The 1-4 ft., branched stems, bearing long, narrow, grass-like leaves, are topped by flat, open clusters of small, yellow flowers. Flat-top goldentop spreads by rhizomes to form colonies.

The flat-topped floral arrangement and narrow leaves of this Goldenrod are distinctive. Slender Fragrant Goldenrod (E. caroliniana) has grass-like leaves with tiny resin dots and only one rib or vein.

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 Heath aster
(Symphyotrichum ericoides)

Very abundant small flowers attract pre-hibernation bumble bee queens and other insects. Blooms late into fall. Very easy to grow.

Heath Aster is a member of the aster family (family Asteraceae), which includes herbs, sometimes shrubs or vines, rarely trees, with simple or compound, alternate or opposite leaves. Flowers small, but organized into larger heads resembling a single, radially symmetrical flower cupped by a ring of green bracts.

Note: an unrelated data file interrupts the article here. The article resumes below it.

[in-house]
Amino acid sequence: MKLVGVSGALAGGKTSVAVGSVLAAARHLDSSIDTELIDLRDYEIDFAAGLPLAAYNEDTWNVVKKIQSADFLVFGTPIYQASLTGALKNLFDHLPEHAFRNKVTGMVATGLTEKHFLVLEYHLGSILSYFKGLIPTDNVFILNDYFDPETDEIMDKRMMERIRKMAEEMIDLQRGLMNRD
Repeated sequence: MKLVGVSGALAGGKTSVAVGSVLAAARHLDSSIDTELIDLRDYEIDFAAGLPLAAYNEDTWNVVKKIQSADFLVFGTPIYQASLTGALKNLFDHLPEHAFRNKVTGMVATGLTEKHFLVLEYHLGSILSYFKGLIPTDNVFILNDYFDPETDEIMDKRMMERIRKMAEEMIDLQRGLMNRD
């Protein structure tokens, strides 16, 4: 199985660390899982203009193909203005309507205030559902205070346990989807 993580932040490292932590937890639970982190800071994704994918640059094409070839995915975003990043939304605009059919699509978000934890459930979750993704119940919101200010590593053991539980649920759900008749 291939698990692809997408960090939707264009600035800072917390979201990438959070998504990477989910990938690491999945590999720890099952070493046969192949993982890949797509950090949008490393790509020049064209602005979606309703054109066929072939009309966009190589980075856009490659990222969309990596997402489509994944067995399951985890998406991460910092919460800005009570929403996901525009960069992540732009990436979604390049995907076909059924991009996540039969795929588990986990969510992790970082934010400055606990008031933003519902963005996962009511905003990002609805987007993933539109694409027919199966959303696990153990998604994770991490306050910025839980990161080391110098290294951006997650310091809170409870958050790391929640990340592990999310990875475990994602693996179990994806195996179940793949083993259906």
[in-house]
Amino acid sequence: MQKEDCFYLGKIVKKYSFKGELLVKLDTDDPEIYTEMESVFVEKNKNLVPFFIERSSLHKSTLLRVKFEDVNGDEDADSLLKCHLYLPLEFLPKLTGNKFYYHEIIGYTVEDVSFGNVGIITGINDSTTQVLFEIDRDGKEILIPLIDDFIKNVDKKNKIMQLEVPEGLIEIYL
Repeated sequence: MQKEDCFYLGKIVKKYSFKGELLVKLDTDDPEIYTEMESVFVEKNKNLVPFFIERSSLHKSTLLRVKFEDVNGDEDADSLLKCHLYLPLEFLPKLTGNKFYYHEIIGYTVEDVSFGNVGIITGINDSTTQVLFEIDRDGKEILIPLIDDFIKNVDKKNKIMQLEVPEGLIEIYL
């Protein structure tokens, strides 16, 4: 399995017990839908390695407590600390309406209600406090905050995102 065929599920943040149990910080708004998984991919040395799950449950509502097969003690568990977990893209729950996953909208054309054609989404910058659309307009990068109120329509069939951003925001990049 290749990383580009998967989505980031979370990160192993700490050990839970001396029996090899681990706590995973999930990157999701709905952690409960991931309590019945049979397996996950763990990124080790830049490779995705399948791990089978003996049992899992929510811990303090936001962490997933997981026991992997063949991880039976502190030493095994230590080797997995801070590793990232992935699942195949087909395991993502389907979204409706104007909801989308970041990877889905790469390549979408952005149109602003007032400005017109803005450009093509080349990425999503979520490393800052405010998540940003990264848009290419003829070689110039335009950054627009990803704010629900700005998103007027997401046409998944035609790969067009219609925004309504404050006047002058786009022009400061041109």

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 Hoary vervain
(Verbena stricta)

Important nectar source for butterflies. Host plant for common buckeye butterfly. Long bloom period from July to Sept.

The 1-4 ft., hairy stem produces a terminal cluster of narrow, flowering spikes. Small lavender flowers appear in a ring halfway down the acsending spike. A common invader of overgrazed pastures, this plant does not compete well in vigorous stands of native grasses. Seeds are consumed by small mammals and prairie-chickens.

This species is a member of the verbena family (family Verbenaceae), which includes about 75 genera and 3,000 species of herbs, shrubs, and trees, mostly of tropical and warm temperate regions. Among them, teak is a highly prized furniture wood, and Vervain, Lantana, Lippia or Frog Fruit, and Chase Tree or Vitex are grown as ornamentals.

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 Prairie ironweed
(Vernonia fasciculata)

A showy plant great for backdrops in landscaping. Brilliant purple flowers. Can be aggressive in small areas.

The stout, unbranched, 2-5 ft. stems bears numerous lance-shaped, coarsely-toothed, dark-green leaves. Attractive floral sprays are composed of densely clustered, rose-purple flowers.

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 Smooth blue aster
(Symphyotrichum laeve)

A lovely plant, more delicate in stature than many asters. Larval host plant of the pearl crescent butterfly.